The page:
V=\$80

## Comparing contribution ratios of various

products we produce allows us to select the
items to push in sales.

Cost of Welding
(\$/ft) Cost
incurred to make a weld
(includes joint prep,
consumables, labor,
treatment, etc.)
Used to compare cost
manufacturing processes
Used to decide on the most
cost effective joint design or
most cost effective welding
process to use
Used as a basis for
investment in new automated
equipment

Cost of Weldment
(\$/piece) Cost
incurred to make entire
structure (includes all of
above plus summation of all
the weldments and raw
material costs)
Used to bid on a welding
job

Welding Procedure
This is the starting point for cost
estimating. Procedure should include:
Joint details
Welding process
Type of filler
Type of gas/fluxes
Welding current
Position (operator factor)
Travel speed
Post weld treatment

INDIVIDUAL PART OF
ESTIMATE

## (Look at each item individually)

Cost of Joint Prep
Cost of Materials (Consumables)
Cost of Materials (Flux & Shielding)
Labor Costs
Power Costs
Post Weld Costs

## INDIVIDUAL PART OF ESTIMATE

(Look at each item individually)

Labor Costs

Power Costs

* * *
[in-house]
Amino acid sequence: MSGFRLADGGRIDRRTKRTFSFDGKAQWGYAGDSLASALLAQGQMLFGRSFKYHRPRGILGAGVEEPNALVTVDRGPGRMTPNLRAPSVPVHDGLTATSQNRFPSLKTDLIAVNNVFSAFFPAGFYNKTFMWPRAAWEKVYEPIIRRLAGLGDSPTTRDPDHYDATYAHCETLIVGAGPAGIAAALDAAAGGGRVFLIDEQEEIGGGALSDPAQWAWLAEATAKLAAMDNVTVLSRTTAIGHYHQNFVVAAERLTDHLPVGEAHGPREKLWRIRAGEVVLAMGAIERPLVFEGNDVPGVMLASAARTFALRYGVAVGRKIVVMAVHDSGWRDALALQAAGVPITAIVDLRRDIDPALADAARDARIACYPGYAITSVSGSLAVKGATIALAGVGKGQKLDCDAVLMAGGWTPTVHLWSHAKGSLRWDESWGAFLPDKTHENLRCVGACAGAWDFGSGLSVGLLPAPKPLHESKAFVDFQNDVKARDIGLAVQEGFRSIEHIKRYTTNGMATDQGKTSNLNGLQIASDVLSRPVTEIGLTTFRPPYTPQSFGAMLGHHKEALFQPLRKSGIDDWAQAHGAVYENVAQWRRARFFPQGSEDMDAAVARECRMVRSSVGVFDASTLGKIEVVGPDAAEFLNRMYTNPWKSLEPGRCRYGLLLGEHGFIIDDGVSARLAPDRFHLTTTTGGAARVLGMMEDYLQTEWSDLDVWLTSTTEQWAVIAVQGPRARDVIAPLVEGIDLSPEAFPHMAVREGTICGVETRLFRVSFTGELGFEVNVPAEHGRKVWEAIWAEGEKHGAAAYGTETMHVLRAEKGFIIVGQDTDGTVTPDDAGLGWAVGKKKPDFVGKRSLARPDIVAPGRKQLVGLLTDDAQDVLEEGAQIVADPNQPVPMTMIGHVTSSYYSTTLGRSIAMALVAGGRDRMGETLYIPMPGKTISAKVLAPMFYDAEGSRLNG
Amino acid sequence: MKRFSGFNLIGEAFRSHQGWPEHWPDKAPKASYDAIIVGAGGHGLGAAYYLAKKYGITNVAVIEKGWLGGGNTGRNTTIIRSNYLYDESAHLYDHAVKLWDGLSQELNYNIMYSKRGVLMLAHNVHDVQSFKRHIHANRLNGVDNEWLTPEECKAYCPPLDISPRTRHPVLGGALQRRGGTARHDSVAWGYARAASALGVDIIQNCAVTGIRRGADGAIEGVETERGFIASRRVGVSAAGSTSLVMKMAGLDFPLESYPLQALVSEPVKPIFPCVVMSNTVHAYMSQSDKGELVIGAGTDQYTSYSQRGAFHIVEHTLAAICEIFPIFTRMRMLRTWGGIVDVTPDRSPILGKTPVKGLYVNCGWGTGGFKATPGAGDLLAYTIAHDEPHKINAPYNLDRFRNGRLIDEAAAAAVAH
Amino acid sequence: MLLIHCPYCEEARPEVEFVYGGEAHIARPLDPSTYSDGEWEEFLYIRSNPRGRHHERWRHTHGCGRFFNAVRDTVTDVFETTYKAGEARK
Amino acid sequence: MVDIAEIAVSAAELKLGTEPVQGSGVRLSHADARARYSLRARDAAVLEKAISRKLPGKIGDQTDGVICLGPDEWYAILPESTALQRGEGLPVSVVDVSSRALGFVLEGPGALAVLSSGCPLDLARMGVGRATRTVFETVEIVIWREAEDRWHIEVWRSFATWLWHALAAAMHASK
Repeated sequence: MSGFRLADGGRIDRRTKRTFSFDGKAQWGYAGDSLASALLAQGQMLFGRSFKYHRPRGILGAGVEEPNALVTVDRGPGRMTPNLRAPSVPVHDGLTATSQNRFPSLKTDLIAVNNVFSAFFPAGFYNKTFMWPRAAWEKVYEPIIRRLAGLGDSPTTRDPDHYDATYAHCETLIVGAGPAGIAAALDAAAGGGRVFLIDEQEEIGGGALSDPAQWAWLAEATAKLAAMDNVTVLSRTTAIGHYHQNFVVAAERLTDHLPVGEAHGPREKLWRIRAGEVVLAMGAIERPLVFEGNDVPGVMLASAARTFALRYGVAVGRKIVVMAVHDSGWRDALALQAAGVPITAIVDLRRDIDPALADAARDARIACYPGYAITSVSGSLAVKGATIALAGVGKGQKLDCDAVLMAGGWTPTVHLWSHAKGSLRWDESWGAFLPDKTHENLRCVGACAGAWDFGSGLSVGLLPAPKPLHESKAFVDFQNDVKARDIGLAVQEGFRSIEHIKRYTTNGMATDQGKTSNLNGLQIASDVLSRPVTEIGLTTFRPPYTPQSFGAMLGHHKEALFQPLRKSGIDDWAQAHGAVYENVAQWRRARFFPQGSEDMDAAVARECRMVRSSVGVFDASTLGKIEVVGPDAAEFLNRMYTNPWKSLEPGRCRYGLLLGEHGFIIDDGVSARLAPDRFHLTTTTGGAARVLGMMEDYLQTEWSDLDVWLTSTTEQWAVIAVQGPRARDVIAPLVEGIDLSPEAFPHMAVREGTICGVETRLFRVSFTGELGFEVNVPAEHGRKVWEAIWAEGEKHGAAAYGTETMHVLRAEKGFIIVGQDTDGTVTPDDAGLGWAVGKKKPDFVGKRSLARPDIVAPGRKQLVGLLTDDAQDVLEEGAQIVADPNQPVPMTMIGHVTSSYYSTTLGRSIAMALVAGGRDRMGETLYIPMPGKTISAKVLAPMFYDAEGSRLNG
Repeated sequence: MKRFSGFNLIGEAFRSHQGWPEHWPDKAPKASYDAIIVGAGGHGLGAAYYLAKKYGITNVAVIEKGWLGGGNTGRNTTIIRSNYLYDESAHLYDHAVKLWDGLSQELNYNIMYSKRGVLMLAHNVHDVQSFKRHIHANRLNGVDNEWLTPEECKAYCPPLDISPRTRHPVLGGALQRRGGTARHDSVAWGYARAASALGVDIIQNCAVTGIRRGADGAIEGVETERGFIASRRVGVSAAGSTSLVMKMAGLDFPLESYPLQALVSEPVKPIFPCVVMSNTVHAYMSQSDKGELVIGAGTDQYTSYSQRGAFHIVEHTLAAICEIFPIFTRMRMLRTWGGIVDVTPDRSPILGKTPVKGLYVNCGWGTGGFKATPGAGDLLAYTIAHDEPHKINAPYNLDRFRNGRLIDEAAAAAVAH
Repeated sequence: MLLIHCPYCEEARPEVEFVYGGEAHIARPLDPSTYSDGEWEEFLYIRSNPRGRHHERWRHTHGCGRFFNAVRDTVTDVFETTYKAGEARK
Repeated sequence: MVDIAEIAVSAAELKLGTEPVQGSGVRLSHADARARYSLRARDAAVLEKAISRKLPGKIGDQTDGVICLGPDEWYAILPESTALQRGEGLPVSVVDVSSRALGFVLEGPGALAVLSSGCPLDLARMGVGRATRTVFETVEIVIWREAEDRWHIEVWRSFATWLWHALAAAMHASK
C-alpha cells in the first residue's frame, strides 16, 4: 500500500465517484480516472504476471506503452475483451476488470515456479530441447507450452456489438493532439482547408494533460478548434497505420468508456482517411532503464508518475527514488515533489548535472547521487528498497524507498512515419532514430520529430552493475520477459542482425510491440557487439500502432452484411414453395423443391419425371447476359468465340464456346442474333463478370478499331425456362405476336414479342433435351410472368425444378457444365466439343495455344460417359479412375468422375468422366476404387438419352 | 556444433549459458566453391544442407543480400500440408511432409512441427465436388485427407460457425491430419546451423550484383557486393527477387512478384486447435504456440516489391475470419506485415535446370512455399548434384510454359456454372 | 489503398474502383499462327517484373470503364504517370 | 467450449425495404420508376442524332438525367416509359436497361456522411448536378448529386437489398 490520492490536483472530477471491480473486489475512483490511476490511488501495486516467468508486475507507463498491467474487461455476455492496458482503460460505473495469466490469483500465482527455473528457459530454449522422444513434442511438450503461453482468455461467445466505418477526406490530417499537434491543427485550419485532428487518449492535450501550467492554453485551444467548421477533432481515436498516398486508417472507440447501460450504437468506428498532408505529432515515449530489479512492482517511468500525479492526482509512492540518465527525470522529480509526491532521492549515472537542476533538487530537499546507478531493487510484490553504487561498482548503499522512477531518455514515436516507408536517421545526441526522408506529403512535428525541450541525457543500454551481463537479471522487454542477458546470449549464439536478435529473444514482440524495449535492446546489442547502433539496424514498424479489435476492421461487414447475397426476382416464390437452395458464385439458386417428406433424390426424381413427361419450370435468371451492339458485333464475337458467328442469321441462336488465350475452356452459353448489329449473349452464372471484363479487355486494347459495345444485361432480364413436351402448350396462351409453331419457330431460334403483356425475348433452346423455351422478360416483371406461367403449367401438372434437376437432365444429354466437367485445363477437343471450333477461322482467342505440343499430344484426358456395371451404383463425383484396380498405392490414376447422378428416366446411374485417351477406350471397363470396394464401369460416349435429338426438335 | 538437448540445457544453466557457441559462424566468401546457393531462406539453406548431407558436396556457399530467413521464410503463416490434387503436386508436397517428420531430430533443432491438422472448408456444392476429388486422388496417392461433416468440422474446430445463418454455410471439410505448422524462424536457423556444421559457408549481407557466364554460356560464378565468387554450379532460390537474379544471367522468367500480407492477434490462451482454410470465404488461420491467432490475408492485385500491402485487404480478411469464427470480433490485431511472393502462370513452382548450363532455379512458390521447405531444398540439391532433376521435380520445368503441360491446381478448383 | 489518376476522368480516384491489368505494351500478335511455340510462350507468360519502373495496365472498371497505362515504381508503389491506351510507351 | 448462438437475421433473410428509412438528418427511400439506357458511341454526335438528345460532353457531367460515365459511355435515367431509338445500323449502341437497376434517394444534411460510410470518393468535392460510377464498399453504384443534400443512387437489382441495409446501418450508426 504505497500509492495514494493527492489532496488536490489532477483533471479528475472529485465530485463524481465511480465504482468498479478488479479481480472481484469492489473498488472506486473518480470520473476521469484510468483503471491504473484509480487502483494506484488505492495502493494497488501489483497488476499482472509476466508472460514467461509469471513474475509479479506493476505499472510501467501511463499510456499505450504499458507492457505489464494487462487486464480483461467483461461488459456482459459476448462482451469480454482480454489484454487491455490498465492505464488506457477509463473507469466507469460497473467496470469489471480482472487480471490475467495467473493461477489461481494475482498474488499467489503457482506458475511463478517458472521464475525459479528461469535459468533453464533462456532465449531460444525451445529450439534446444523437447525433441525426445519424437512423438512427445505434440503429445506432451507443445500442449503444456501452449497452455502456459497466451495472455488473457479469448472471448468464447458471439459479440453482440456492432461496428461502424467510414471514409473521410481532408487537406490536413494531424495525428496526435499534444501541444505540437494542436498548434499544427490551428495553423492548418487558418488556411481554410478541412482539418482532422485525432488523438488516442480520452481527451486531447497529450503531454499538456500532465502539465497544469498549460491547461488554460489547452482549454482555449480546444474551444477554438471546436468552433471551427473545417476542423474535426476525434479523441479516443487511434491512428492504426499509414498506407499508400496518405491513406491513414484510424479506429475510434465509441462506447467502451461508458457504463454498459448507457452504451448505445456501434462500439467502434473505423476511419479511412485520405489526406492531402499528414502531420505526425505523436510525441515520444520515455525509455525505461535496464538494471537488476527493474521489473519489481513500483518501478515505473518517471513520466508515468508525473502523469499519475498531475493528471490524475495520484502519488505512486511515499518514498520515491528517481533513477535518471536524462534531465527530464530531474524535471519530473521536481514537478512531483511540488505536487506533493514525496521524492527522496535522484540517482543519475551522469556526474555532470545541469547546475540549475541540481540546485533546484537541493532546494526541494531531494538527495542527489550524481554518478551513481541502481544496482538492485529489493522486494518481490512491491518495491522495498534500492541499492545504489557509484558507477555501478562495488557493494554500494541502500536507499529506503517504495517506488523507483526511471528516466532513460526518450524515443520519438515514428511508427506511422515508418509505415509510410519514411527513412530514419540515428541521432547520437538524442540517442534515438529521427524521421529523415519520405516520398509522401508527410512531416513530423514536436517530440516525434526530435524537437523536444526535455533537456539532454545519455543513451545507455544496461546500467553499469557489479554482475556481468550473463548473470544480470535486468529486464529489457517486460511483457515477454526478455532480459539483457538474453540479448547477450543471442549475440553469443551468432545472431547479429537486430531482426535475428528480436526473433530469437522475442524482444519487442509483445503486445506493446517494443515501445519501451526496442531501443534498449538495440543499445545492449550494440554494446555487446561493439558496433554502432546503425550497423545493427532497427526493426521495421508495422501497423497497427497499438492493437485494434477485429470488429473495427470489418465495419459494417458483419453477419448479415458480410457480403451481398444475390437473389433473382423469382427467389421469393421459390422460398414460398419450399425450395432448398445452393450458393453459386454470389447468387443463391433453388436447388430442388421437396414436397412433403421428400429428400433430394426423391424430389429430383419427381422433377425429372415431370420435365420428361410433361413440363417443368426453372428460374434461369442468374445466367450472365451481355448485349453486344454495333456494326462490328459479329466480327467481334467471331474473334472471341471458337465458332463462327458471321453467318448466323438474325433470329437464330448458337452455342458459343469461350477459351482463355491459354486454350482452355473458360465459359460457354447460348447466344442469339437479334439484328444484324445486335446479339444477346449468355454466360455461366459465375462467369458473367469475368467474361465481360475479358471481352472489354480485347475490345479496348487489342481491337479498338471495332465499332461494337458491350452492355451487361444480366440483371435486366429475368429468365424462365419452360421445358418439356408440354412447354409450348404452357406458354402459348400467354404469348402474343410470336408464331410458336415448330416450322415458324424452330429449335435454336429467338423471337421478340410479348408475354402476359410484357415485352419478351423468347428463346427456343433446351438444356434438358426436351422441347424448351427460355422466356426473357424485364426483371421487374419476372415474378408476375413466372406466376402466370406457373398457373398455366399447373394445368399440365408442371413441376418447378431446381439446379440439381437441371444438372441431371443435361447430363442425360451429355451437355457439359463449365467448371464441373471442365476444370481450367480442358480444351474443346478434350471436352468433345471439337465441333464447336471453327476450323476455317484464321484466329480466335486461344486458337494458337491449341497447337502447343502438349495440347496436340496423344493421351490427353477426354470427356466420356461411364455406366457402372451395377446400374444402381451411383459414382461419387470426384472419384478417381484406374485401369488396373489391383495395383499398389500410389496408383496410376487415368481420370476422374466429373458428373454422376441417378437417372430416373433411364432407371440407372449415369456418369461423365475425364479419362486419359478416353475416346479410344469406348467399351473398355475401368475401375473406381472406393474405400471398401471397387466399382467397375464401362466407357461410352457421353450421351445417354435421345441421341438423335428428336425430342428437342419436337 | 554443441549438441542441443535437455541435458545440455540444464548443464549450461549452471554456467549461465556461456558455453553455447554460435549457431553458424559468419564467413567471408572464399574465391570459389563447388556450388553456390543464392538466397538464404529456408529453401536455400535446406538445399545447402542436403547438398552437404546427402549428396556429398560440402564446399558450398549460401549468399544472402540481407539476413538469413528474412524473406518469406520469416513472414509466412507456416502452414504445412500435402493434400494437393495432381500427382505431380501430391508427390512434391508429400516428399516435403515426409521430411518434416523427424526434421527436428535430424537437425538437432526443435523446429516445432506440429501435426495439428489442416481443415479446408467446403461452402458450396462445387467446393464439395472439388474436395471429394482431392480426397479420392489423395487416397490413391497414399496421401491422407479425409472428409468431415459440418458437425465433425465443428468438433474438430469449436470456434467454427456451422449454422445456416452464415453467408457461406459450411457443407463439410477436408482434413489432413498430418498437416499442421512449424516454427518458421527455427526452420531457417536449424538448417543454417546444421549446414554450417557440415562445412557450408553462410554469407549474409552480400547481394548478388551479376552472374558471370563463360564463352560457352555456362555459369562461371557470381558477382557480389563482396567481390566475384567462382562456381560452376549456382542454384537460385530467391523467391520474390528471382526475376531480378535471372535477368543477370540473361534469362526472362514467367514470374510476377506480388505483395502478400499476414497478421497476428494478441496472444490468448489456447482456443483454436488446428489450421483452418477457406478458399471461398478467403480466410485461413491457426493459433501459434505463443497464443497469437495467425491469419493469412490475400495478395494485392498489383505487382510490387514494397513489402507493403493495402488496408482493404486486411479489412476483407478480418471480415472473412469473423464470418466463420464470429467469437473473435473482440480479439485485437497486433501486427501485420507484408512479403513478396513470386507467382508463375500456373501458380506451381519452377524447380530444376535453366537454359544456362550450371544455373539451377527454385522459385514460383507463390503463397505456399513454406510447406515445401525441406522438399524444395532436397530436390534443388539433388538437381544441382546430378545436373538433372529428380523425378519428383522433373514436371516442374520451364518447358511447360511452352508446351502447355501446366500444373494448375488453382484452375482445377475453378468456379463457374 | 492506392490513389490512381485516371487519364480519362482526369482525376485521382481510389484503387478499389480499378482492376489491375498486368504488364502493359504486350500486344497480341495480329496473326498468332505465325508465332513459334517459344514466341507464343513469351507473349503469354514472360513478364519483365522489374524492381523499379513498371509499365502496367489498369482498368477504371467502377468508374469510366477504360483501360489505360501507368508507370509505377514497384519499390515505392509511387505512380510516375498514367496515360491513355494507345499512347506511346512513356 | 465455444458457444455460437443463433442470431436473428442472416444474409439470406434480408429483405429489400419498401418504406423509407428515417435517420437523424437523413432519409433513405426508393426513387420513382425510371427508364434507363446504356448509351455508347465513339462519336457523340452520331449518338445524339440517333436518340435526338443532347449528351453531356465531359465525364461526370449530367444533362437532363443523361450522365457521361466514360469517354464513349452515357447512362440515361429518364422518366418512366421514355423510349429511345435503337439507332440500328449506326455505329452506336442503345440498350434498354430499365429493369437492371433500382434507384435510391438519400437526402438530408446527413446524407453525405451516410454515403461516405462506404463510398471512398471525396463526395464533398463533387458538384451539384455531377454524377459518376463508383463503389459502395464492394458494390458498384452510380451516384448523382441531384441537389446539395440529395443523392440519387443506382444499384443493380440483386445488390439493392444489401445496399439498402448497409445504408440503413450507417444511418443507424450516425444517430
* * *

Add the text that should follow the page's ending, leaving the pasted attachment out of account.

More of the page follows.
## Machined Joints - (most

expensive)
Flame or Plasma Cut Joints
Square Butt w/o Surface Prep (least
A) Do cost analysis
on expensive)
several joint designs to minimize joint prep
cost:
Note:
If a non-prequalified joint is used, you may incur the
B) Trade off reduced costs to prepare joint with amount of weld
metal to fill joint.
Example: A submerged arc joint can be flame cut (inexpensive)
but may require a lot of weld metal to fill the joint (expensive). {see
cost of welding}

## INDIVIDUAL PART OF ESTIMATE

(Look at each item individually)

Labor Costs

Power Costs

Procedure
a)

## Calculate the theoretical weight of weld metal

required to fill the weld joint
b) Calculate the weight of filler actually
consumed (spatter etc. included)
1) Estimating Losses
2) Automated Method
c) Calculate the electrode costs

## INDIVIDUAL PART OF ESTIMATE

(Look at each item individually)

Labor Costs

Power Costs

## Post Weld Costs

Calculation of Theoretical
Weight of Deposit

## a) Calculate the theoretical weight of weld

metal
required to fill the weld joint
b) Calculate the weight of filler actually
consumed
(spatter etc. included)
1) Estimating
Losses
2) Automated
Method
c) Calculate the electrode costs

## Wt Weld (lb/ft) = CSA (in2) * density (lbs/in3) * 12 (in/ft)

Wt Weldment (lbs) = Wt Weld (lb/ft) * Total ft of weld (ft)

## INDIVIDUAL PART OF ESTIMATE

(Look at each item individually)

Labor Costs

Power Costs

## Calculation of Weight of Filler

Metal Actually Consumed:

Estimating Losses